: The program should dynamically mess with all the variables until it
: gets a statistically relevant curve.
Clarification: My definition of 'curve' is actually 'N dimensional
surface' where N is the number of variables... 5 or 6 or so. Don't
ask me how it could be represented! Maybe as a baseline for each
variable and a spread that covers how the baseline changes with other
I ran the 20000/50000 test with postmark set to 100 subdirectories.
I've added it to the end.
1000/50000 trans read write (client with 32M of ram)
UFS+SOFT 264/s 841K/s 860K/s
NFS 84/s 270K/s 276K/s
1000/50000 trans read write (client with 1G of ram)
UFS+SOFT 1515/s 4.7M/s 4.8M/s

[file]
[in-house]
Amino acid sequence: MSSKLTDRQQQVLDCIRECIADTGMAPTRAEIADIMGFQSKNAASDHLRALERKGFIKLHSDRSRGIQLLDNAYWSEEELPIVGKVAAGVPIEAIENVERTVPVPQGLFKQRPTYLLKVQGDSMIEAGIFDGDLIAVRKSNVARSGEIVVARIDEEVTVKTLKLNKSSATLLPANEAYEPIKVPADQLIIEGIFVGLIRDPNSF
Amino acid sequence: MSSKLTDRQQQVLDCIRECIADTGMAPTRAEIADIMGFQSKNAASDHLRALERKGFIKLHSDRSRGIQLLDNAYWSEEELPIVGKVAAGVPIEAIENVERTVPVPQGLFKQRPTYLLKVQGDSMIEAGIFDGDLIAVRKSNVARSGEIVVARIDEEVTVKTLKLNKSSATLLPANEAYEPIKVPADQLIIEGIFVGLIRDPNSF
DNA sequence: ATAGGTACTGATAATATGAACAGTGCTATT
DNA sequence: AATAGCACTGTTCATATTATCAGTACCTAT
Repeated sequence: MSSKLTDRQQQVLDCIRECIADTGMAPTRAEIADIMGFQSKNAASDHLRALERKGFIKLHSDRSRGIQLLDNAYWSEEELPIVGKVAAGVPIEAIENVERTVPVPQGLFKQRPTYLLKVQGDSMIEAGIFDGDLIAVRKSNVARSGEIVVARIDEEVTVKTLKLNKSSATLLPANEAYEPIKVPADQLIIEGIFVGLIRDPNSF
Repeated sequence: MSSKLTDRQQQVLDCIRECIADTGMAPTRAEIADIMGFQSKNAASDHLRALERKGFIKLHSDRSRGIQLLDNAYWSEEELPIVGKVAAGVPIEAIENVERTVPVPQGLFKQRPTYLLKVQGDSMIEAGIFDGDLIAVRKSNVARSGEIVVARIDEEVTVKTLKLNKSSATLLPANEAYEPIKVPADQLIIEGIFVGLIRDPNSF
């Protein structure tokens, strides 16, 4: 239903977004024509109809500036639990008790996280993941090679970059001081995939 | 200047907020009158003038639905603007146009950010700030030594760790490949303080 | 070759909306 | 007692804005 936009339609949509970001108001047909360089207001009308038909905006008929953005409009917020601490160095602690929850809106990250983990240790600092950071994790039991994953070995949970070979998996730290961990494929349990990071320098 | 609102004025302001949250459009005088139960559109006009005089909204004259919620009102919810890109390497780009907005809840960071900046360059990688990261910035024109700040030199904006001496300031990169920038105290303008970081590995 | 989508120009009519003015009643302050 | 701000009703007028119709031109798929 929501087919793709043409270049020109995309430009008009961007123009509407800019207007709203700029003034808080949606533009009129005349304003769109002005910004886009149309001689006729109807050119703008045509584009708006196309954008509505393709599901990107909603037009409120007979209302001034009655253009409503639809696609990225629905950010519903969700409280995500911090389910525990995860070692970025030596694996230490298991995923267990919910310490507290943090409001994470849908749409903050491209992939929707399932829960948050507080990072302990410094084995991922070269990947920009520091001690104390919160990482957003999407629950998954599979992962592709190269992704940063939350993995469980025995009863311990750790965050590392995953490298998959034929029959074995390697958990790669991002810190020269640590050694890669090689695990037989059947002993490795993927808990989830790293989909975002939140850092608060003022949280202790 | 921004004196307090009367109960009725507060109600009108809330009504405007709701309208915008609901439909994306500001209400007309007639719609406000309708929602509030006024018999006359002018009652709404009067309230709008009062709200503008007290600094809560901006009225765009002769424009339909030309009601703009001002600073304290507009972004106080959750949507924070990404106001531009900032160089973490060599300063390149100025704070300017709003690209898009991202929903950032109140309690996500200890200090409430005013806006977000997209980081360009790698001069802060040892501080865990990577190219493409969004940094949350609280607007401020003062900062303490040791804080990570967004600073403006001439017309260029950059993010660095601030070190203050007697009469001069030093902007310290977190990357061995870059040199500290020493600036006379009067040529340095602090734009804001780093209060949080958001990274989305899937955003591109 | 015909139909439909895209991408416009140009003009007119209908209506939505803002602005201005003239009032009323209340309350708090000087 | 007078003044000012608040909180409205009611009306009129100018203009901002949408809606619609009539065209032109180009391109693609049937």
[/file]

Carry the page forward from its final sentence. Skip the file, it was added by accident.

NFS 107/s 344K/s 352K/s
20000/50000 trans read write (client with 1G of ram)
UFS+SOFT 162/s 366K/s 663K/s
NFS 50/s 125K/s 226K/s
20000/50000 trans read write (1G ram, 100 subdirectories)
UFS+SOFT 340/s 723K/s 1.31M/s
NFS 43/s 110K/s 199K/s
I also ran the tests on a 2-disk stripe CCD (verses a single disk),
but the results were the same - due to the lack of parallelism I guess
the disk performance is not a big issue.
One thing of interest to note, especially as it relates to the
performance degredation with a larger number of files, is that
'systat -vm 1' reports an approximately 50% name-cache hit no
matter what postmark is doing. In otherwords, postmark is creating
a new file (namecache miss), opening it (namecache hit), doing some
I/O, and then closing it.
In real-life... for example, with a mail or web server, the namecache
tends to be somewhat more effective then 50%. The web servers at BEST
generally had a 95%+ name cache hit rate. The name cache misses are
what are causing the lion's share of the directory inefficiencies.
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